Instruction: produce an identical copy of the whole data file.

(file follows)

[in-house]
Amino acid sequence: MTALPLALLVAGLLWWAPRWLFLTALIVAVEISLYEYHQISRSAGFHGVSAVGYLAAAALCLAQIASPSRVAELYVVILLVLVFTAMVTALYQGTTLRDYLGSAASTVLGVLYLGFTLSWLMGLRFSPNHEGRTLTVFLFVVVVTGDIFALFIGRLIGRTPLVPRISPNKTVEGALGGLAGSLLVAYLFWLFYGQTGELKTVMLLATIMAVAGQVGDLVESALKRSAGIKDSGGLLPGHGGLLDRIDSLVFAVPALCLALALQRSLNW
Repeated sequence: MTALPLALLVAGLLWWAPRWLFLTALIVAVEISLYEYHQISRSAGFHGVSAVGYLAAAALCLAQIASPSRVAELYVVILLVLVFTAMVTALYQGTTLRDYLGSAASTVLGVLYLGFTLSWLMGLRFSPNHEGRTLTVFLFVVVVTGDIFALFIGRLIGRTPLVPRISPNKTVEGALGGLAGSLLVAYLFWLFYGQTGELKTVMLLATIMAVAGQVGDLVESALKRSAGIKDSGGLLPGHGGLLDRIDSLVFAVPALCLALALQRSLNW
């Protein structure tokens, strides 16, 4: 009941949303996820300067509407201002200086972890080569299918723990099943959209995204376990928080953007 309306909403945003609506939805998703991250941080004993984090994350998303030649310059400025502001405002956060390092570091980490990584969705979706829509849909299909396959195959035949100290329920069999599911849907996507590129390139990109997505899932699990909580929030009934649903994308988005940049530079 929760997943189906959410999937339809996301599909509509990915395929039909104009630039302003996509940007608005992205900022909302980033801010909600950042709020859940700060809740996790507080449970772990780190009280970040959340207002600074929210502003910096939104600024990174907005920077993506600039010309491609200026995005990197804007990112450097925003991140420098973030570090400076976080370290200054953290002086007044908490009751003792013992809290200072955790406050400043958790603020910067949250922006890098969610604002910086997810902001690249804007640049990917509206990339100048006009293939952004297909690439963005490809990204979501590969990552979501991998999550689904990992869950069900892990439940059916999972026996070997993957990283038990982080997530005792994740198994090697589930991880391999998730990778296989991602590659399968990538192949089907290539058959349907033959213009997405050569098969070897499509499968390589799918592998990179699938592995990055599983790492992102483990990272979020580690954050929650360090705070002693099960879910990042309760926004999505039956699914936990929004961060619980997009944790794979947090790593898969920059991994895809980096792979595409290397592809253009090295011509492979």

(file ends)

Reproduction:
[in-house]
Amino acid sequence: MTALPLALLVAGLLWWAPRWLFLTALIVAVEISLYEYHQISRSAGFHGVSAVGYLAAAALCLAQIASPSRVAELYVVILLVLVFTAMVTALYQGTTLRDYLGSAASTVLGVLYLGFTLSWLMGLRFSPNHEGRTLTVFLFVVVVTGDIFALFIGRLIGRTPLVPRISPNKTVEGALGGLAGSLLVAYLFWLFYGQTGELKTVMLLATIMAVAGQVGDLVESALKRSAGIKDSGGLLPGHGGLLDRIDSLVFAVPALCLALALQRSLNW
Repeated sequence: MTALPLALLVAGLLWWAPRWLFLTALIVAVEISLYEYHQISRSAGFHGVSAVGYLAAAALCLAQIASPSRVAELYVVILLVLVFTAMVTALYQGTTLRDYLGSAASTVLGVLYLGFTLSWLMGLRFSPNHEGRTLTVFLFVVVVTGDIFALFIGRLIGRTPLVPRISPNKTVEGALGGLAGSLLVAYLFWLFYGQTGELKTVMLLATIMAVAGQVGDLVESALKRSAGIKDSGGLLPGHGGLLDRIDSLVFAVPALCLALALQRSLNW
């Protein structure tokens, strides 16, 4: 009941949303996820300067509407201002200086972890080569299918723990099943959209995204376990928080953007 309306909403945003609506939805998703991250941080004993984090994350998303030649310059400025502001405002956060390092570091980490990584969705979706829509849909299909396959195959035949100290329920069999599911849907996507590129390139990109997505899932699990909580929030009934649903994308988005940049530079 929760997943189906959410999937339809996301599909509509990915395929039909104009630039302003996509940007608005992205900022909302980033801010909600950042709020859940700060809740996790507080449970772990780190009280970040959340207002600074929210502003910096939104600024990174907005920077993506600039010309491609200026995005990197804007990112450097925003991140420098973030570090400076976080370290200054953290002086007044908490009751003792013992809290200072955790406050400043958790603020910067949250922006890098969610604002910086997810902001690249804007640049990917509206990339100048006009293939952004297909690439963005490809990204979501590969990552979501991998999550689904990992869950069900892990439940059916999972026996070997993957990283038990982080997530005792994740198994090697589930991880391999998730990778296989991602590659399968990538192949089907290539058959349907033959213009997405050569098969070897499509499968390589799918592998990179699938592995990055599983790492992102483990990272979020580690954050929650360090705070002693099960879910990042309760926004999505039956699914936990929004961060619980997009944790794979947090790593898969920059991994895809980096792979595409290397592809253009090295011509492979």